Nachmanoff: The casting was a dream cast for me. I’m very lucky because the only element of the cast that was decided before I came on board was Don. He read the script before I was attached as the director. I was thrilled! I’m a huge fan. He’s such a talented actor. Once we had a chance to meet and I was chosen as the director, as well, it was even better. And I got lucky because I got to cast the other parts.

AB: Really? That’s rare.

Nachmanoff: It really is. Normally, the director works with the studio and they push stars into the movie. For me, I was able to cast actors. I cast out of L.A., Toronto, London, Paris and other places around the world. This is one of the greatest experiences as a director. The most important job is casting the movie. So, if you get a movie already cast, as a director, although that can be great, you may or many not like what has happened. I was lucky because there was no cast. I got to make all the choices and was really happy with all the people I got.

AB: So, obviously, you enjoyed working with the actors and directing this film?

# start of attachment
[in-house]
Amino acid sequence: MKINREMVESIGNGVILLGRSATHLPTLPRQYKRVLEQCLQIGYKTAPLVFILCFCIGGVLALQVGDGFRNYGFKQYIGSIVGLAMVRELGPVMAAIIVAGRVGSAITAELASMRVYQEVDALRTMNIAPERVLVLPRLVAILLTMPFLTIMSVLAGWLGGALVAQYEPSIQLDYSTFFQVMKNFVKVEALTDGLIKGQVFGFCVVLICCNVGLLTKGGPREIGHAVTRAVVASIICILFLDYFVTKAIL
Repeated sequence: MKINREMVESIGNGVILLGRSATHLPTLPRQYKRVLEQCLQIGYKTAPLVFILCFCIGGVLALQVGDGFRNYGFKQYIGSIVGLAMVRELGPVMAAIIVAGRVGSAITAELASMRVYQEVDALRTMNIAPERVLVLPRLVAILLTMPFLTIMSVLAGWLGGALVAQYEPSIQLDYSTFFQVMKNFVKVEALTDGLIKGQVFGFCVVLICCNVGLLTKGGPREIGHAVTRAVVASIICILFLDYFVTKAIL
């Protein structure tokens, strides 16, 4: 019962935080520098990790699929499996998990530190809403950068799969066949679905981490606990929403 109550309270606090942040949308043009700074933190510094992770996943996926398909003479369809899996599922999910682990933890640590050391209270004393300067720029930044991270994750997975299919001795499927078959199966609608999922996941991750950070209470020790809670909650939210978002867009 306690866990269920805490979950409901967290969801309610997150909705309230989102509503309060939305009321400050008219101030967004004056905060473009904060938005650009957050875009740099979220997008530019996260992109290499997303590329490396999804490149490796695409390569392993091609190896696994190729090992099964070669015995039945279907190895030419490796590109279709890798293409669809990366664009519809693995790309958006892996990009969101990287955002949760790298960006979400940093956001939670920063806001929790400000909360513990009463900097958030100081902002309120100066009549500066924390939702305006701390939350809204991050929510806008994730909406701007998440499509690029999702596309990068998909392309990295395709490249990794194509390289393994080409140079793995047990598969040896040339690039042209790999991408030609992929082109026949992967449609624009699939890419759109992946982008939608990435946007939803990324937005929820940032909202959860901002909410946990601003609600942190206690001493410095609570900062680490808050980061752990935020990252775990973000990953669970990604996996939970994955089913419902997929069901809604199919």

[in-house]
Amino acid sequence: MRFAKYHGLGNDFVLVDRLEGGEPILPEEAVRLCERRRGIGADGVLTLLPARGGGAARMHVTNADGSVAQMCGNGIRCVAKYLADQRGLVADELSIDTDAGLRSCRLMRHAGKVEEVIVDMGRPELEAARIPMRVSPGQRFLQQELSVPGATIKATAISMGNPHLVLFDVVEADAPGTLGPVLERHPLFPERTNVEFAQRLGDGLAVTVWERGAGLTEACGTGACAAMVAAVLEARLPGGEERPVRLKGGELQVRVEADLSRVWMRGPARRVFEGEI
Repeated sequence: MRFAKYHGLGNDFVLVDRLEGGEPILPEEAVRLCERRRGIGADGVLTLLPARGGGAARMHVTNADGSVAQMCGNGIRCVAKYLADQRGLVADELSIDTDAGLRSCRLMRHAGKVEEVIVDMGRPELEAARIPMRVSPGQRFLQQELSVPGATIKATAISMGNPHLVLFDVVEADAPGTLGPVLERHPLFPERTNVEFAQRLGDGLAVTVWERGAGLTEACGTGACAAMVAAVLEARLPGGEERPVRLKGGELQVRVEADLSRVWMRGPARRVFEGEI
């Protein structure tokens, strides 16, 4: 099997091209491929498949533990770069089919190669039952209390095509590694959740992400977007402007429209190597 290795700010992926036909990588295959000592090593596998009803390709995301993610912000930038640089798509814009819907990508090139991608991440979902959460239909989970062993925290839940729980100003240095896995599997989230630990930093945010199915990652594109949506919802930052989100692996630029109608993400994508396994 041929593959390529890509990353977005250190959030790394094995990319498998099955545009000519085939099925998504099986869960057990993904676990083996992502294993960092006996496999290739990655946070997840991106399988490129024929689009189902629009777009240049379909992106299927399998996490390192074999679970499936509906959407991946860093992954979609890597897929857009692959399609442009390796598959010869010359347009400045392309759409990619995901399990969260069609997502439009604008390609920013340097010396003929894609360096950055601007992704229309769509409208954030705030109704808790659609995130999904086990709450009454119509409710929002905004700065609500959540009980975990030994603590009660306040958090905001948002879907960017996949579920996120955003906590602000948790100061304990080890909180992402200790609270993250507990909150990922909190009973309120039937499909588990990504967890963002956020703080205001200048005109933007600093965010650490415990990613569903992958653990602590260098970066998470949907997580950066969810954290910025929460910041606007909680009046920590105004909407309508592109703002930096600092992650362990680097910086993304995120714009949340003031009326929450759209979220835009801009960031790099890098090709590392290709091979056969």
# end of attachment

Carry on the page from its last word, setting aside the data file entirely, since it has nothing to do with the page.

Nachmanoff: Yes! It was one of the most pleasant surprises because it’s the area where I had the least amount of experience. There’s nothing like directing great actors.

AB: Were you nervous?

Nachmanoff: No, I wasn’t nervous for two reasons. First, I got to choose the actors so it wasn’t like a forced marriage. And that makes your relationship a little different. Second, I had worked with Don for several months before we got to the set so it wasn’t like stepping onto a movie set with an intimidating star you don’t know. Respect was built up prior to shooting and basically, it was two professionals trying to give their best performance possible.

AB: What is it like to direct a talented cast? Easier, I imagine?

traitor3Nachmanoff: The job of a director when it comes to really strong actors is to get out of the way and let them do their job and watch their back. It’s like coaching a great ballplayer, I suppose. You need a good coach to make sure the team performs but you don’t need to tell Michael Jordan how to dribble a ball. They know what to do.